Our emotions and feelings don’t just live in our minds. They also manifest as sensation in the body. As we bring a gentle awareness to the sensations, we can unlock the potential of nourishing ourselves into a healthy lifestyle.
As a Mental Health Occupational Therapist, I take a whole person or holistic approach when treating individuals struggling with their mental wellbeing.
Occupational therapy clinicians work in collaboration with people in a manner that facilitates hope, inspiration, and empowerment. It creates conditions that help people make healthy changes in their everyday lives. My role as a mental health occupational therapist is unique, as my specialty only makes up about 4% of the entire OT workforce, but the roots of the whole profession are in mental health.
At the Centers for Behavioral Health at Cape Cod Hospital, I proudly serve the community by providing evidence-based and person-centered therapies that help people from all walks of life. We work to help our patients learn how to control their stress levels and their response to events from the past, present, and future that affect their daily lives.
When it comes to our mental health, more than 70% of adults in the United States have experienced at least one traumatic event.
Harvard University tied more than 80% of all visits to primary care physicians to chronic stress. Chronic stress can lead to high blood pressure, heart disease, and obesity. It can decrease the strength of the immune system, increasing susceptibility to viral infections. Additionally, high levels of stress speed up the aging process and damage our body at the cellular level.
3 Skills to Help Your Manage Mental and Physical Health
Managing our mental health can heal not only the way we think, handle stress, and look at the world but also improve our physical body from within. In my role as a mental health clinician, I have implemented evidence-based, simple, and practical skill training to help my clients reach their goals and participate more fully in their everyday lives.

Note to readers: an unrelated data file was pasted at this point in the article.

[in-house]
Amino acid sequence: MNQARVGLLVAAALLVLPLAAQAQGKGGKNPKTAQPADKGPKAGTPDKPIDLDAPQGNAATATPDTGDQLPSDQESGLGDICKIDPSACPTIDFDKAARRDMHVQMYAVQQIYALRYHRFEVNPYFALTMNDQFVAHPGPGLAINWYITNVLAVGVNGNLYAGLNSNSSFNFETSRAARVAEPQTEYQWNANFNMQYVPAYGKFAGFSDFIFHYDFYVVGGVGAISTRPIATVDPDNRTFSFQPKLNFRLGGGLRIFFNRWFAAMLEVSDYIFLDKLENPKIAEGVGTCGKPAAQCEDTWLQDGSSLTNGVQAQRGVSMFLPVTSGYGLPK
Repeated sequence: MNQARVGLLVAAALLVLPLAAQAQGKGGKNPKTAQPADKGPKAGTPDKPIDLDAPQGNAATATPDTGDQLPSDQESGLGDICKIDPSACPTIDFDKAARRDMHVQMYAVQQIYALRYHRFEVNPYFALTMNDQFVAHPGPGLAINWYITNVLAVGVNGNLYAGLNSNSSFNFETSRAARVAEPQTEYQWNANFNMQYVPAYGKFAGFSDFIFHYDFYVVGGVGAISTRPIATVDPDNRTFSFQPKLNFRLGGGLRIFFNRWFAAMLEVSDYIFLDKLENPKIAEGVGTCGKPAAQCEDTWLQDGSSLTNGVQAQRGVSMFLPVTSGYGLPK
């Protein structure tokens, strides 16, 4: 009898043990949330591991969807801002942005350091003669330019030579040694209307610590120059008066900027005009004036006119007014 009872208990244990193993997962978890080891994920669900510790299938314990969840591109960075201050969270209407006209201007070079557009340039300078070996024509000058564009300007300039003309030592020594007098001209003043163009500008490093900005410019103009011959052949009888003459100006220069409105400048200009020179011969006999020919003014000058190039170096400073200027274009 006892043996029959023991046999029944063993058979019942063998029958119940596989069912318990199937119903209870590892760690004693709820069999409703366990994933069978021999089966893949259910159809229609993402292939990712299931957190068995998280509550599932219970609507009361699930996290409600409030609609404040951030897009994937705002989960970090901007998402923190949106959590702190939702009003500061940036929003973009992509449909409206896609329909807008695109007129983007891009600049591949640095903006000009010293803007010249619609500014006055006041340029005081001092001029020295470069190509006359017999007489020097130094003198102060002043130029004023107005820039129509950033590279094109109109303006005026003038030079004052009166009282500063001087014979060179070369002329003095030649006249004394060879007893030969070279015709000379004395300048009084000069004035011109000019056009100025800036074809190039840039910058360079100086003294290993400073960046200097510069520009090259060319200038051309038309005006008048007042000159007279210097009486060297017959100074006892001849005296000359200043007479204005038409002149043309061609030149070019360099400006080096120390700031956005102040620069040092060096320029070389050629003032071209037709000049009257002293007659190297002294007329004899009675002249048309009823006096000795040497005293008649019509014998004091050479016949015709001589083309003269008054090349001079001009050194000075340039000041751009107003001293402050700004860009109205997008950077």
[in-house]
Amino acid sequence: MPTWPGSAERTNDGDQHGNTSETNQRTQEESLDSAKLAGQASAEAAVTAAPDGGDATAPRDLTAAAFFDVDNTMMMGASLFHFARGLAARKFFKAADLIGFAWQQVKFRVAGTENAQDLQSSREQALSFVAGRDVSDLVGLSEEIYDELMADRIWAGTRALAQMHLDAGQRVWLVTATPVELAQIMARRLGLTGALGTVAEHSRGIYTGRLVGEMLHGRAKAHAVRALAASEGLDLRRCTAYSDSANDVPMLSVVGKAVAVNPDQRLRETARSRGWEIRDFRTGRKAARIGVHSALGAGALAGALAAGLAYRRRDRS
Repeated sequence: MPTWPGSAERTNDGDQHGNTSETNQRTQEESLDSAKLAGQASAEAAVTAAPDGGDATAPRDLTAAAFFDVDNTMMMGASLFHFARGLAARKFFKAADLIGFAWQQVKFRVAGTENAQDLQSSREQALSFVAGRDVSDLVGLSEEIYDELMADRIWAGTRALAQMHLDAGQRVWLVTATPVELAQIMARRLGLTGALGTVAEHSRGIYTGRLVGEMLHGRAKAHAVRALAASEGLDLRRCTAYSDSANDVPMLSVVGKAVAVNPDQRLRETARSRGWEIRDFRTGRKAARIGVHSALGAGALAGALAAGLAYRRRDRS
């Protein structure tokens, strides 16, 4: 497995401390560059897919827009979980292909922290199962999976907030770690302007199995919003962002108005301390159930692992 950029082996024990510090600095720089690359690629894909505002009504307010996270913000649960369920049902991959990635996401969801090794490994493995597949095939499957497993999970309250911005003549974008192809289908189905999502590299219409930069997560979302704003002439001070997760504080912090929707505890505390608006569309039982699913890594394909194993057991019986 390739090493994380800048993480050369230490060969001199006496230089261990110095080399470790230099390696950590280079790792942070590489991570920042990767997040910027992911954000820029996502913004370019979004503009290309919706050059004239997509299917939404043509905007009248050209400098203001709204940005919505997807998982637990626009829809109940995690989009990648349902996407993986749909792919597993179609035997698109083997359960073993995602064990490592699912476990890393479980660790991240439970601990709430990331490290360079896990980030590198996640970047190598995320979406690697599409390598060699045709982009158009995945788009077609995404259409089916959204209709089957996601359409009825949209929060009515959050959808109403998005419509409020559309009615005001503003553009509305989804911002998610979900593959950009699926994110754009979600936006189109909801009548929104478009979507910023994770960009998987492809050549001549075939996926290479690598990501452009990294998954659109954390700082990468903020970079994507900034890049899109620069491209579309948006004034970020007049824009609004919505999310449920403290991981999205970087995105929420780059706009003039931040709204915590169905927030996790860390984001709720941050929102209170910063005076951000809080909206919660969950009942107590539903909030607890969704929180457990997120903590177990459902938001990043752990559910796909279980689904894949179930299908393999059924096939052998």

1. Use Diaphragmatic Breathing Techniques
When used in conjunction with mindfulness skills, diaphragmatic breathing is well-received with most clients because they often feel results within minutes. It can be a useful tool to cope with chronic stress, anxiety, and some physical pain.
I teach the 7-11 breathing method initially.
This consists of:
- Breathing in through the nose and into the belly for a count of seven.
- Exhaling slowly out of the mouth through pursed lips for a count of 11.
Often, just ten mindful “7-11 breaths” can assist in relaxation, engage the wise mind, and decrease stress hormones within the body.
Try it out sometime. You won't be disappointed.
2. Stimulate Your Vagus Nerve
Stimulating your vagus nerve can also help the mind and body relax and return to homeostasis. The vagus nerve is the 10th cranial nerve. It has an essential role in bringing the body from fight-or-flight (stress response) to rest-and-digest (relaxation response).
The vagus nerve inserts into all the major organs in our body and passes through the vocal cords. It’s why humming, singing, and chanting have helped people self-soothe for thousands of years.
Next time you are looking to bring your body back to a relaxed and peaceful place, try splashing cold water on your face for 2 minutes, singing, or stretching.
These are just a few of the many ways to stimulate the vagus nerve and bring ourselves back to a more relaxed state of being where we see things clearly and without judgment.
3. Practice Sensory Self-regulation
Another tool in the toolbox of a mental health occupational therapist is sensory self-regulation. We all know about our five senses – taste, touch, hearing, smell, and sight. Now, add two more – proprioception (spatial awareness) and interoception (awareness of what is happening moment to moment inside your body).
When we regulate and effectively modulate the sensory stimulus in our environment, we can find practical and healthy ways to soothe our sensory system or alert it. This skill can be one of the most potent forms of coping when we feel hyper-arousal (anxiety, stress, overwhelmed) or hypo-arousal (spacy, zoned-out, numb).
Some examples of sensory strategies that provide relaxation are:
- Weighted blanket
- Mindful stretching
- Listening to relaxing music
At the other end of the spectrum, we sometimes need alerting stimulation to get energized.
Some examples of alerting sensory strategies are:
- Drinking cold water
- Cardio exercises
- Listening to upbeat music
Apply some of these invaluable practices next time you feel a bit dysregulated mentally or physically.
During these times of change and uncertainty, it can help us to know that we have a wide variety of inner resources available to us if we stop, pay attention, and practice self-care.